CaliforniaEdit

See separate article - Action on climate change in California

ConnecticutEdit

The state of Connecticut passed a number of bills on global warming in the early to mid 1990s, including -- in 1990 -- the first state global warming law to require specific actions for reducing CO2. Connecticut is one of the states that agreed, under the auspices of the New England Governors and Eastern Canadian Premiers (NEG/ECP), to a voluntary short-term goal of reducing regional greenhouse gas emissions to 1990 levels by 2010 and by 10 percent below 1990 levels by 2020. The NEG/ECP long-term goal is to reduce emissions to a level that eliminates any dangerous threats to the climate -- a goal scientists suggest will require reductions 75 to 85 percent below current levels[[2]]. These goals were announced in August 2001. The state has also acted to require incremental additions in renewable electric generation by 2009.[[3]]

Regional initiativesEdit

Regional initiatives can be more efficient than programs at the state level, as they encompass a broader geographical area, eliminate duplication of work, and create more uniform regulatory environments. Over the past few years, a number of regional initiatives have begun developing systems to reduce carbon dioxide emissions from power plants, increase renewable energy generation, track renewable energy credits, and research and establish baselines for carbon sequestration.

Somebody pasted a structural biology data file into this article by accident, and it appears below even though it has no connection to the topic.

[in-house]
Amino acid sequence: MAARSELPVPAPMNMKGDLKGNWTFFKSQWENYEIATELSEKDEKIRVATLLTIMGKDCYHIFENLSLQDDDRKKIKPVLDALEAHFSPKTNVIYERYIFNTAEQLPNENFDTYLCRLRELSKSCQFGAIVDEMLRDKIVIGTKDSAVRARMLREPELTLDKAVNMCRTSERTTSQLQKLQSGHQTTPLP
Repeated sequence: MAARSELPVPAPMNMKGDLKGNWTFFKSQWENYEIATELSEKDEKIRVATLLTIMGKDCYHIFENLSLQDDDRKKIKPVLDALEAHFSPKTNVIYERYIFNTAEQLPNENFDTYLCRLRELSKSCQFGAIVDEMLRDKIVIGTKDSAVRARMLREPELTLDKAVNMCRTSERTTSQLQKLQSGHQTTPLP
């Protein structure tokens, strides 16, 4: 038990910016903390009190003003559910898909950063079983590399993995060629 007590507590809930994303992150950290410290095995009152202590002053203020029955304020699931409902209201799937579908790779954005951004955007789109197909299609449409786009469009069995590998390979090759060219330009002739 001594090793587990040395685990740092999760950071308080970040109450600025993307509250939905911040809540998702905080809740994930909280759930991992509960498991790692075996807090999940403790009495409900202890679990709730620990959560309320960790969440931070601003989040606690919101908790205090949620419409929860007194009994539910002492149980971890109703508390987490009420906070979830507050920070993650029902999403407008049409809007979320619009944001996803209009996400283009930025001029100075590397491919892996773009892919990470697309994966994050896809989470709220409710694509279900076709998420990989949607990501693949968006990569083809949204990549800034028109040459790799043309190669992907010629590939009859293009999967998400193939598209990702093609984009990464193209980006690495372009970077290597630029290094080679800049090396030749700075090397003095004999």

Regional Greenhouse Gas InitiativeEdit

In December 2005, the governors of seven Northeastern and Mid-Atlantic states agreed to the Regional Greenhouse Gas Initiative (RGGI), a cap-and-trade system covering carbon dioxide (CO2) emissions from regional power plants. Currently (at the time of this edit), Connecticut, Delaware, Maine, New Hampshire, New Jersey, New York, and Vermont have signed, and Maryland Governor Robert Ehrlich signed legislation in March 2006 that commits Maryland to join RGGI by 2007. To facilitate compliance with reduction targets, RGGI will provide flexibility mechanisims that include credits for emissions reductions achieved outside of the electricity sector. The successful implementation of the RGGI model will set the stage for other states to join or form their own regional cap and trade systems and may encourage the program to expand to other greenhouse gases and other sectors.[[4]] RGGI states, along with Pennsylvania, Massachusetts, and Rhode Island, are also developing a GHG registry called the Eastern Climate Registry.

The Western Governors' AssociationEdit